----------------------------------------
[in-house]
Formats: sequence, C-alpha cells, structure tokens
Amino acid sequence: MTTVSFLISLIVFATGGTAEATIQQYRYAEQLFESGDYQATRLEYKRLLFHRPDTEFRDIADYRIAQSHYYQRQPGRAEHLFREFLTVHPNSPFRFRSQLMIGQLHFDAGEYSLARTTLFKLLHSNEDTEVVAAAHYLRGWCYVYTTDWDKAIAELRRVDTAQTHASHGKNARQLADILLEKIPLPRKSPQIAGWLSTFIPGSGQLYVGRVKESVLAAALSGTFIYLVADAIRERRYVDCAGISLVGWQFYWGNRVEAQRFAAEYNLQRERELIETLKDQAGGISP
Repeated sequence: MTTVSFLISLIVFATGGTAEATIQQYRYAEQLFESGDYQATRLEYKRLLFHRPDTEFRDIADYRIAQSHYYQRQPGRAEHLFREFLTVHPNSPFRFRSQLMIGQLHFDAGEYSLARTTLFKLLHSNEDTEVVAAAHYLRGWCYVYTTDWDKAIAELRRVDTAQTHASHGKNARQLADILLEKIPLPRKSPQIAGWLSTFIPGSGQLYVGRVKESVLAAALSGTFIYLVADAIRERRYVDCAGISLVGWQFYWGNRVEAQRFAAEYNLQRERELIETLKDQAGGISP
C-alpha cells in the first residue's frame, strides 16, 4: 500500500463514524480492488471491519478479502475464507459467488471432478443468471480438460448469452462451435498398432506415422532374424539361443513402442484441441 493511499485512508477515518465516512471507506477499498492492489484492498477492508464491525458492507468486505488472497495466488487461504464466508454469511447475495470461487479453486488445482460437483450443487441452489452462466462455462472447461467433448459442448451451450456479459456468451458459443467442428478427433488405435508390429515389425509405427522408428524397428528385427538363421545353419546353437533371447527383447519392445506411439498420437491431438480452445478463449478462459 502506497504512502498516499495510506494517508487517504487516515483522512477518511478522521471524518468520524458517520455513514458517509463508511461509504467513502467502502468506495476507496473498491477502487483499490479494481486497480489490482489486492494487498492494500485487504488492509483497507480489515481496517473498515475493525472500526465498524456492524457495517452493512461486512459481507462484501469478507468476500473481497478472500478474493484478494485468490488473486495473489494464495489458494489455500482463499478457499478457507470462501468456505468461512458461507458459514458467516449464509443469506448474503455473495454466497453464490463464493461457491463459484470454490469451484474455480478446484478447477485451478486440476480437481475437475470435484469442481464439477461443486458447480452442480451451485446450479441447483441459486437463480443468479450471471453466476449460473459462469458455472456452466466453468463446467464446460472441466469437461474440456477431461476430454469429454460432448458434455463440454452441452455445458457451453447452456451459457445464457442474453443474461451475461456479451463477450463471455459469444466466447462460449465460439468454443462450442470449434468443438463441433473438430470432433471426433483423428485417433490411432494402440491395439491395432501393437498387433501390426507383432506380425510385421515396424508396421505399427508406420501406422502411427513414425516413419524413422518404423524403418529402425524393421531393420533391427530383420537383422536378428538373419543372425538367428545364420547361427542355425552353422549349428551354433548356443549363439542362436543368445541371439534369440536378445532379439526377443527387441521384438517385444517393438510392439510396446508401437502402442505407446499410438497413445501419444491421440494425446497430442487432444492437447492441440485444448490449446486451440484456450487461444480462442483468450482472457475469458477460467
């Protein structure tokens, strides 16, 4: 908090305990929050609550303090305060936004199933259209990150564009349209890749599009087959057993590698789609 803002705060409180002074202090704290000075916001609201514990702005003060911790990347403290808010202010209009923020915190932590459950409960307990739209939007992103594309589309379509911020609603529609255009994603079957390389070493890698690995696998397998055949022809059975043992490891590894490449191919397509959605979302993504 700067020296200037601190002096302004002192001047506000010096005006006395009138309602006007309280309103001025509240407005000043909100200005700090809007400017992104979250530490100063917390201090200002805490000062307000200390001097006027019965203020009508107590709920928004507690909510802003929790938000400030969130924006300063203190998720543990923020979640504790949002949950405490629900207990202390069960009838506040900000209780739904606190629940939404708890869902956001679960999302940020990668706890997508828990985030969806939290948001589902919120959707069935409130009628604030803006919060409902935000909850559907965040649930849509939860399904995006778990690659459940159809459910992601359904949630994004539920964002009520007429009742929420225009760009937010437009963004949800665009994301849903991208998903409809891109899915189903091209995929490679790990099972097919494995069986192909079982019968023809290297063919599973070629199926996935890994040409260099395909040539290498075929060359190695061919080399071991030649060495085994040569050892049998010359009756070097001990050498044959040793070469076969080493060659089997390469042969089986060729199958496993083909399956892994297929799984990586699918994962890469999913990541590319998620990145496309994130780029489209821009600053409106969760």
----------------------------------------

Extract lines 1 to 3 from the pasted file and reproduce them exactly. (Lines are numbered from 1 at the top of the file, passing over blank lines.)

[in-house]
Formats: sequence, C-alpha cells, structure tokens
Amino acid sequence: MTTVSFLISLIVFATGGTAEATIQQYRYAEQLFESGDYQATRLEYKRLLFHRPDTEFRDIADYRIAQSHYYQRQPGRAEHLFREFLTVHPNSPFRFRSQLMIGQLHFDAGEYSLARTTLFKLLHSNEDTEVVAAAHYLRGWCYVYTTDWDKAIAELRRVDTAQTHASHGKNARQLADILLEKIPLPRKSPQIAGWLSTFIPGSGQLYVGRVKESVLAAALSGTFIYLVADAIRERRYVDCAGISLVGWQFYWGNRVEAQRFAAEYNLQRERELIETLKDQAGGISP